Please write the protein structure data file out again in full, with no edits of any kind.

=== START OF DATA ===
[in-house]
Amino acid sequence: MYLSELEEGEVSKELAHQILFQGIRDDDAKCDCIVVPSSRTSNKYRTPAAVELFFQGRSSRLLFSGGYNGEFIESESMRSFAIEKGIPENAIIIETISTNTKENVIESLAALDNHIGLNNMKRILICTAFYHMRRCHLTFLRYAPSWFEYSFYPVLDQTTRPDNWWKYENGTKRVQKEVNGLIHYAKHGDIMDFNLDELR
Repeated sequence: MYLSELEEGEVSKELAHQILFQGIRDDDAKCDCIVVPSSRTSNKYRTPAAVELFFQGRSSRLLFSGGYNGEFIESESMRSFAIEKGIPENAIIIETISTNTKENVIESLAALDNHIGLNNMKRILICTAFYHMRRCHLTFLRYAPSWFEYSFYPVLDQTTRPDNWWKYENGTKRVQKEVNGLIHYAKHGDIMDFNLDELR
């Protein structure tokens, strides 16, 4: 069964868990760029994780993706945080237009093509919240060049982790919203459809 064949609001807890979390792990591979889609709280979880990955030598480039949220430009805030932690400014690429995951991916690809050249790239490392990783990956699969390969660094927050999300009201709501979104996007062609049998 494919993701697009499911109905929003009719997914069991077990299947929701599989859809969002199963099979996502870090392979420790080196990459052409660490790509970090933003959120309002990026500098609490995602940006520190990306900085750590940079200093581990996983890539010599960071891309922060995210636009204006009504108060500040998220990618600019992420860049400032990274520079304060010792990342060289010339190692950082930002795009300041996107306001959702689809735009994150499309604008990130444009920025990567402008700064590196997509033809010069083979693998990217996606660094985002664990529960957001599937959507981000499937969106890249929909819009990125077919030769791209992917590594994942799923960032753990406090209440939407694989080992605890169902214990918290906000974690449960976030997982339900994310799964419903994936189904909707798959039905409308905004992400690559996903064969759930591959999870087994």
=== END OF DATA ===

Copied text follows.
[in-house]
Amino acid sequence: MYLSELEEGEVSKELAHQILFQGIRDDDAKCDCIVVPSSRTSNKYRTPAAVELFFQGRSSRLLFSGGYNGEFIESESMRSFAIEKGIPENAIIIETISTNTKENVIESLAALDNHIGLNNMKRILICTAFYHMRRCHLTFLRYAPSWFEYSFYPVLDQTTRPDNWWKYENGTKRVQKEVNGLIHYAKHGDIMDFNLDELR
Repeated sequence: MYLSELEEGEVSKELAHQILFQGIRDDDAKCDCIVVPSSRTSNKYRTPAAVELFFQGRSSRLLFSGGYNGEFIESESMRSFAIEKGIPENAIIIETISTNTKENVIESLAALDNHIGLNNMKRILICTAFYHMRRCHLTFLRYAPSWFEYSFYPVLDQTTRPDNWWKYENGTKRVQKEVNGLIHYAKHGDIMDFNLDELR
């Protein structure tokens, strides 16, 4: 069964868990760029994780993706945080237009093509919240060049982790919203459809 064949609001807890979390792990591979889609709280979880990955030598480039949220430009805030932690400014690429995951991916690809050249790239490392990783990956699969390969660094927050999300009201709501979104996007062609049998 494919993701697009499911109905929003009719997914069991077990299947929701599989859809969002199963099979996502870090392979420790080196990459052409660490790509970090933003959120309002990026500098609490995602940006520190990306900085750590940079200093581990996983890539010599960071891309922060995210636009204006009504108060500040998220990618600019992420860049400032990274520079304060010792990342060289010339190692950082930002795009300041996107306001959702689809735009994150499309604008990130444009920025990567402008700064590196997509033809010069083979693998990217996606660094985002664990529960957001599937959507981000499937969106890249929909819009990125077919030769791209992917590594994942799923960032753990406090209440939407694989080992605890169902214990918290906000974690449960976030997982339900994310799964419903994936189904909707798959039905409308905004992400690559996903064969759930591959999870087994």